Middle Level-Jr. High School
Learn techniques that will help you develop a rich U.S. History class. At the end you will be able to incorporate non-fiction text and political cartoons effectively in your classroom.
Christian Cogdill, Memphis City Schools, Memphis, TN, US; Kat McRitchie, Memphis Teacher Residency, Memphis, TN, US
Explore five questioning strategies to enable on-level and inclusion students to succeed with American history while meeting Common Core standards. Strategies will be modeled with a transcontinental railroad unit. Handouts
Vivian Bernstein, Social Studies School Service, Culver City, CA, US
Refugee conflicts present political, geographical, and social complexities. Learn how to teach and engage students in meaningful, dynamic ways by using Meograph, a 4-dimensional map-based digital timeline and story-telling tool.
Stephanie Wujcik, The Baldwin School, Bryn Mawr, PA, US
Learn and sample how global competencies are integrated in a geography curriculum.
Laura Ross, Rockwood South Middle School, Fenton, MO, US; Stacy Stibal, Parkway Central Middle School, Chesterfield, MO
Dig deeply into family history with K-8 students. The research process along with oral history and photo/document analysis allows students to engage in historical thinking and authentic literacy experiences.
Katie Knapp, Kent State University, Kent, OH, US
Authentic world literature will bring the themes of historical, human, physical, and environmental geographies to life for students. Stories will be provided and examples of hands-on activities will be demonstrated.
Pat Batteley, Cobblestone Publishing, Peterborough, NH, US; Elizabeth Carpentiere, Cobblestone Publishing, Peterborough, NH, US
The complex nature of global issues provides educators an opportunity to teach using a multidisciplinary approach. This technologically driven presentation will deliver ideas and ready-to-use resources to do just that.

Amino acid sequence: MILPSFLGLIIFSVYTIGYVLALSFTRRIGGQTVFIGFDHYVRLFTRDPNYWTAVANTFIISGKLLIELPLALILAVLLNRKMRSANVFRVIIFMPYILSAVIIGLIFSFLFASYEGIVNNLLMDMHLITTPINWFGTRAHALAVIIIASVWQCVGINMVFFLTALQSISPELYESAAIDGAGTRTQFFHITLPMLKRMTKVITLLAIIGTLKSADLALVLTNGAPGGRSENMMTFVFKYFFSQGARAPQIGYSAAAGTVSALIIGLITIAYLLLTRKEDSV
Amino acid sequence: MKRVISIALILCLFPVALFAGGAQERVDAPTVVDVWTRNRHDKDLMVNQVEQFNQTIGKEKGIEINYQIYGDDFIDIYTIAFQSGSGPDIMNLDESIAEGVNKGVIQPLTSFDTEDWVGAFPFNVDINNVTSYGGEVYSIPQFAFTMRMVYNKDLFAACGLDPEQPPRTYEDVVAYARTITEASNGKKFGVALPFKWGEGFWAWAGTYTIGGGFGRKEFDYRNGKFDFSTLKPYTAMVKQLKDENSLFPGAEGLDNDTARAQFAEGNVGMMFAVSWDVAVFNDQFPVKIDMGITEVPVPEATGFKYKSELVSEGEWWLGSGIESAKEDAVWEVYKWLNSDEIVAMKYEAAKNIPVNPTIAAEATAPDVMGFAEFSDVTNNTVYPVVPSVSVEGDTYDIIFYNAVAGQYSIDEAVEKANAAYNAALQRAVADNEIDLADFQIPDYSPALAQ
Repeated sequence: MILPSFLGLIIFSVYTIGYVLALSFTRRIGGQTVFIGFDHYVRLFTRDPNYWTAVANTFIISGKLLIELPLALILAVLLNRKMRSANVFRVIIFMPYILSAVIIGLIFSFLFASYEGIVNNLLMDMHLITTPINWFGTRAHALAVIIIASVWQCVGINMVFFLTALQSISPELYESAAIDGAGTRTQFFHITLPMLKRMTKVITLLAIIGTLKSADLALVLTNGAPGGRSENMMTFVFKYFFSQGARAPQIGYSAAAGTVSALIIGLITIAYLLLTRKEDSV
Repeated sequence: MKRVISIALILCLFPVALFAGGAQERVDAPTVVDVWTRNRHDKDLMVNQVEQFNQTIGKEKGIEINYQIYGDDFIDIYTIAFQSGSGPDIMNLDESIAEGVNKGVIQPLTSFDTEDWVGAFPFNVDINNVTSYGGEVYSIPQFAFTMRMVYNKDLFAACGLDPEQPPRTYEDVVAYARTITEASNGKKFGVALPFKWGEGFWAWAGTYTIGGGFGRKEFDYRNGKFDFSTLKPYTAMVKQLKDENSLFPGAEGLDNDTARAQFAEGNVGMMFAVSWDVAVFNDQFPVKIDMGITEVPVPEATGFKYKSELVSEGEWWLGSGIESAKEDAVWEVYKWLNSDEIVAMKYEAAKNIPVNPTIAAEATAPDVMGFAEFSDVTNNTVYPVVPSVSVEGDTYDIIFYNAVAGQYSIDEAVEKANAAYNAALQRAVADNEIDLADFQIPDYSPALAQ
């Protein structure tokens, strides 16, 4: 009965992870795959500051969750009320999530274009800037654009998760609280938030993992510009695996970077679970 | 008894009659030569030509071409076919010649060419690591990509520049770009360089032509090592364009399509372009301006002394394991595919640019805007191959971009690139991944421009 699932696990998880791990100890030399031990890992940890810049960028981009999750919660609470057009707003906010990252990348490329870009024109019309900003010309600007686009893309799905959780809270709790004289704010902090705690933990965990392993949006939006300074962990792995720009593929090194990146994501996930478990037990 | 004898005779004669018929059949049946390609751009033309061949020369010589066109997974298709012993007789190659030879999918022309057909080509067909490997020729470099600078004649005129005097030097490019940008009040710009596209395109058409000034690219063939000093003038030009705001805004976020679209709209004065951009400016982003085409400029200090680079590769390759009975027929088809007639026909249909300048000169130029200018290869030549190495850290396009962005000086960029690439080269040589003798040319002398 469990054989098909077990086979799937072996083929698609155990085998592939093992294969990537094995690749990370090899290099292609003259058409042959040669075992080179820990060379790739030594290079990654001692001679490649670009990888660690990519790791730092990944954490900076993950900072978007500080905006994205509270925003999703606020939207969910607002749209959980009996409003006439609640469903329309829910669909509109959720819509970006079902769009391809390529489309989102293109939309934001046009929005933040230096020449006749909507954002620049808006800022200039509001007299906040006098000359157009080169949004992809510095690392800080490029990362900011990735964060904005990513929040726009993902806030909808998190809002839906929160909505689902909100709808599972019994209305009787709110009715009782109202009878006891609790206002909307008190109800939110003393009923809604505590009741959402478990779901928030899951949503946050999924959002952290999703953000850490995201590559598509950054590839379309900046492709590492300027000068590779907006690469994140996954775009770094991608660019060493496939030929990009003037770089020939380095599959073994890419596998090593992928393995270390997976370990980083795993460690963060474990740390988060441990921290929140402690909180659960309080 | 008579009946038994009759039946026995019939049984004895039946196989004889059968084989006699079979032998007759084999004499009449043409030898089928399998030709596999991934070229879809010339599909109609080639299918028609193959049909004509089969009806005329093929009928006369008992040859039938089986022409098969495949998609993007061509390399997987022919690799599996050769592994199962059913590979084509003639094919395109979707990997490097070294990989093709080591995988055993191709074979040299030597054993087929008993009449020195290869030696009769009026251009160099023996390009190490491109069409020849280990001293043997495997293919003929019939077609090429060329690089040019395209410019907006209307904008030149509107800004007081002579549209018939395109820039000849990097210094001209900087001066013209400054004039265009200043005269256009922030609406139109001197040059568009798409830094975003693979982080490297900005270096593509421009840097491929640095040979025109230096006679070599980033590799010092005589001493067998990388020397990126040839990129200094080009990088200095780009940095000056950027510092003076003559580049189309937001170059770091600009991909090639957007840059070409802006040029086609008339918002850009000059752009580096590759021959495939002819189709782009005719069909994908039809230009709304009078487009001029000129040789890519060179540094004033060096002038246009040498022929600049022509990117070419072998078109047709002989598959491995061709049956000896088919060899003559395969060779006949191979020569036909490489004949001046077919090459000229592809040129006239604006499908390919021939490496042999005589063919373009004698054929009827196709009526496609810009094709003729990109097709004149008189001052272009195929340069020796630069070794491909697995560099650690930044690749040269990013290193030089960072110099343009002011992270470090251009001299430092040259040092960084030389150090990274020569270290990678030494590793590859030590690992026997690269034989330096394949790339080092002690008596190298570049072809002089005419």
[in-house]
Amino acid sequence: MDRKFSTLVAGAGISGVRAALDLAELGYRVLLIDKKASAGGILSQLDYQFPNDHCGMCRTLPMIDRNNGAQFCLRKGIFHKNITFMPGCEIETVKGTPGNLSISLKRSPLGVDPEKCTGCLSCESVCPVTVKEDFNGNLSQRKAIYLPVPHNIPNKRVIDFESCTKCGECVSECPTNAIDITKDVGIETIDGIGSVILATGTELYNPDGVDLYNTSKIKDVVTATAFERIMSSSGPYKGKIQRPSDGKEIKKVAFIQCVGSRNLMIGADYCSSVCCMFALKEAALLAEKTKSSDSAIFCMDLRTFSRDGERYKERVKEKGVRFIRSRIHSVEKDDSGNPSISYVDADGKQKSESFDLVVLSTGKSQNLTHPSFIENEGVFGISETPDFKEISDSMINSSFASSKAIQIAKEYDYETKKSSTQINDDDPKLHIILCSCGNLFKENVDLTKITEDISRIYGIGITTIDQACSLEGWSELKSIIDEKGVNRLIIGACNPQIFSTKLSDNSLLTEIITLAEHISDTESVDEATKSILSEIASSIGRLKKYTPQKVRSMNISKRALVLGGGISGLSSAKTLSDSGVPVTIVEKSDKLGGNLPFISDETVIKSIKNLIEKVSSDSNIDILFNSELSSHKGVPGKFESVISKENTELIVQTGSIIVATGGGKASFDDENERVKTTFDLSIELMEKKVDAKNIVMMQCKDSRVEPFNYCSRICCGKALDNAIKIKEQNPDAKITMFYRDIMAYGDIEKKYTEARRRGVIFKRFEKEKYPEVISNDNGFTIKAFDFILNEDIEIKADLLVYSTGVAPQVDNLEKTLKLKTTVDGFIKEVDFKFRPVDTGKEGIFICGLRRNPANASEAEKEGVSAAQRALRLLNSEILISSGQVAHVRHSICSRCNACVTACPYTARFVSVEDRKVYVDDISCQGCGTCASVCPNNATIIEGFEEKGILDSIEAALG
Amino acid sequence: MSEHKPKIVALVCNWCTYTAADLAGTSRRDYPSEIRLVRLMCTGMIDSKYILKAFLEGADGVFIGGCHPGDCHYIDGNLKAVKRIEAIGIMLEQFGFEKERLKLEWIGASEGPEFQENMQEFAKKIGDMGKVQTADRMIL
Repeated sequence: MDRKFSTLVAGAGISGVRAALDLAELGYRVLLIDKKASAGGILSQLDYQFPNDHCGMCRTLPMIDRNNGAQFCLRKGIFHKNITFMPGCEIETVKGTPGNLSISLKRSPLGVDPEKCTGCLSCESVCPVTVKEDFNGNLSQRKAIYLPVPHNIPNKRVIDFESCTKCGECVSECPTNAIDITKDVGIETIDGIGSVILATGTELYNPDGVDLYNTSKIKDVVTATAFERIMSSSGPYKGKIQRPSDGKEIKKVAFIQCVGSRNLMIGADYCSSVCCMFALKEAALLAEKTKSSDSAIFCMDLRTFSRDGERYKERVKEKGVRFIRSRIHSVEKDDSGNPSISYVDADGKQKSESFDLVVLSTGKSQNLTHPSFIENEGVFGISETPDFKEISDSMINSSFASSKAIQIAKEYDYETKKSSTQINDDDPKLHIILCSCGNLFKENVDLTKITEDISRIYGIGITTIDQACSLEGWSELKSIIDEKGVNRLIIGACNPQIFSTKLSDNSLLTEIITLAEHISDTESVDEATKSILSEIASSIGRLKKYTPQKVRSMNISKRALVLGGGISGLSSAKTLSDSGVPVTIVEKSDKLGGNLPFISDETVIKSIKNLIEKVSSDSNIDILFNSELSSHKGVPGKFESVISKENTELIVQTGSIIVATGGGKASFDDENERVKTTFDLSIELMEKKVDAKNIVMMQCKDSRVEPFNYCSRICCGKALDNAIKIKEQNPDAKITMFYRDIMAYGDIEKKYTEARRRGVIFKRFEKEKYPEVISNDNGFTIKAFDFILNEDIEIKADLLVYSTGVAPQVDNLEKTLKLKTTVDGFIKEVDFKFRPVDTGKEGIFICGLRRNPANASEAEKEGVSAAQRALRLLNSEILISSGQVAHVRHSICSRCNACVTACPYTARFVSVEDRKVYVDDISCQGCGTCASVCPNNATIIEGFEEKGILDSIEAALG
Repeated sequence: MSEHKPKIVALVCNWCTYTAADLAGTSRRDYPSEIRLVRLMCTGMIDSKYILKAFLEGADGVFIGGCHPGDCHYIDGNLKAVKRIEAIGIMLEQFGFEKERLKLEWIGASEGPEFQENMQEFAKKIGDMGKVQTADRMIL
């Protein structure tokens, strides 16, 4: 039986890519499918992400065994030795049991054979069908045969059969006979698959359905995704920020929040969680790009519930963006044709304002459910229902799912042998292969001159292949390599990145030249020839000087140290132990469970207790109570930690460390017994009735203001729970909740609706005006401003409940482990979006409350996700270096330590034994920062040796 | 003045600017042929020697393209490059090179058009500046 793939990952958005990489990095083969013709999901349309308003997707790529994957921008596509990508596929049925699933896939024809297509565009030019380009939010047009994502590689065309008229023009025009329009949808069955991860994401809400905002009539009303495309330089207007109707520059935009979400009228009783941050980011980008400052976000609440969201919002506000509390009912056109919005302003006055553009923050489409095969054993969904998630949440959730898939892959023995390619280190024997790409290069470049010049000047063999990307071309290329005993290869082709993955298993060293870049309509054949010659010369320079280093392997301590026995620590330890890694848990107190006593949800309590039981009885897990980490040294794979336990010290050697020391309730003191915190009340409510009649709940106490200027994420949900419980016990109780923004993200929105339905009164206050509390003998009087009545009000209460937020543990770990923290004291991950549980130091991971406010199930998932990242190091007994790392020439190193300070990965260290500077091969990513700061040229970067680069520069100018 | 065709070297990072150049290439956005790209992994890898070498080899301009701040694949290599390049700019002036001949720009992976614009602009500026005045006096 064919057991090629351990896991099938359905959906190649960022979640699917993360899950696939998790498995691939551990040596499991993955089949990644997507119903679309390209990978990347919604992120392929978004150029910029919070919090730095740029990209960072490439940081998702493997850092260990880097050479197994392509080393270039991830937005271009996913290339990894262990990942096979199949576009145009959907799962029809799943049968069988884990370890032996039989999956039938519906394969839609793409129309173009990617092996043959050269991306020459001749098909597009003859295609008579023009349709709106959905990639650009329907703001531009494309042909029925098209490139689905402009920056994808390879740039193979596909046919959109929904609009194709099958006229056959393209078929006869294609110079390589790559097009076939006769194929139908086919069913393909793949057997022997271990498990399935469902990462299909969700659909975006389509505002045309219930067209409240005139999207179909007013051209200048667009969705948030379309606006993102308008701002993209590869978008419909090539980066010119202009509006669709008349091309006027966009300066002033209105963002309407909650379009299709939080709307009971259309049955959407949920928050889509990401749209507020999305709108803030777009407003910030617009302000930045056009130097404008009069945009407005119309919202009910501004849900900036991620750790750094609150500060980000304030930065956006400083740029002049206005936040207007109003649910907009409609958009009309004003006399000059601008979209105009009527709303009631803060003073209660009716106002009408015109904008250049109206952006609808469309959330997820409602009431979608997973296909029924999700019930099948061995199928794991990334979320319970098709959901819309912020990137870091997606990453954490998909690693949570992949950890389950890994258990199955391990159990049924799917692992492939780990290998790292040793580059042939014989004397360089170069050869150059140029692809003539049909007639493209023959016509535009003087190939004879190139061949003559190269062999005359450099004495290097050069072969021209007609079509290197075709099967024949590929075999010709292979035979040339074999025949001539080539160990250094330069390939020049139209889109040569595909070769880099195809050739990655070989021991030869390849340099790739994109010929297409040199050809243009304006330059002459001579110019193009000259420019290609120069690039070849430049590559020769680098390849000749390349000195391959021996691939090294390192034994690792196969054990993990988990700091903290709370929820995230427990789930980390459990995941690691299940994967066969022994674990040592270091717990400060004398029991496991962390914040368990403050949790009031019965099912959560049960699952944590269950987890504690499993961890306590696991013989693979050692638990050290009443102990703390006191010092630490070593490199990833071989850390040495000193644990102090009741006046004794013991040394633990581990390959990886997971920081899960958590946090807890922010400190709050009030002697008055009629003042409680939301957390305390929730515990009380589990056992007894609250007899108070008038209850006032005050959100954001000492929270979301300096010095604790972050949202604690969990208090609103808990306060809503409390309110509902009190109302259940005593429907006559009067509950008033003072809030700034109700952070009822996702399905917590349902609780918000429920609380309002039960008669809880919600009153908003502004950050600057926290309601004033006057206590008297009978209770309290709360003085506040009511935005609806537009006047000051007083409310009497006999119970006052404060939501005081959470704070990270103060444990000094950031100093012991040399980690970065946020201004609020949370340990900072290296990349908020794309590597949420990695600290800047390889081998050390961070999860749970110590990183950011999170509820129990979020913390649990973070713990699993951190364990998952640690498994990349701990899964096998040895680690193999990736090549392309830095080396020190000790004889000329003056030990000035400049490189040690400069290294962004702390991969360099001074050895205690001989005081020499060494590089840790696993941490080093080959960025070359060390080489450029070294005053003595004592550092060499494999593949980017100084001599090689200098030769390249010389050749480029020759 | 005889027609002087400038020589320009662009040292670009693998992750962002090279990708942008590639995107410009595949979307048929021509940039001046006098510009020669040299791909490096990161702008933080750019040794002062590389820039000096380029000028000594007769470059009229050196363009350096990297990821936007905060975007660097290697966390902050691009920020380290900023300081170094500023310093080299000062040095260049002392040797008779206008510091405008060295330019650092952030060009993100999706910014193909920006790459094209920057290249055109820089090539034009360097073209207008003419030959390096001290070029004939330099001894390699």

Kurt Johnson, American School of Bombay, Mumbai, India
Having worked with a historical society, professional archeologists, and schools, we now conclude a story started at the 2012 NCSS annual conference explaining how one might incorporate active archeological research into the curriculum.
Michael Gray, East Stroudsburg University, East Stroudsburg, PA, US; Douglas Lare, East Stroudsburg University, East Stroudsburg, PA, US; Lucia Levan, Harrison Morton Middle School, Allentown, PA, US
How did antebellum abolitionists use the rhetoric of the Revolution in their reform efforts? We’ll use documents to explore how the theme of freedom connects multiple eras in American history.
Elizabeth Lambert, Miscoe Hill School, Mendon, MA, US; Kathleen Barker, Massachusetts Historical Society, Boston, MA, US; Jayne Gordon, Massachusetts Historical Society, Boston, MA, US
Have a conversation with Notables Booklist authors Cynthia Grady, Sheri Sinykin, and the Pinkneys. Each will talk about their work, how it relates to social studies, and answer questions.
Kristy Brugar, Wayne State University, Detroit, MI, US; Tina Buster, Los Angeles Unified School District, Los Angeles, CA, US; Melinda Odom Staubs, Jacksonville State University, Jacksonville, AL, US; Cynthia Tyson, The Ohio State University, Columbus, OH, US; Scott Waters, Emporia State University, Emporia, KS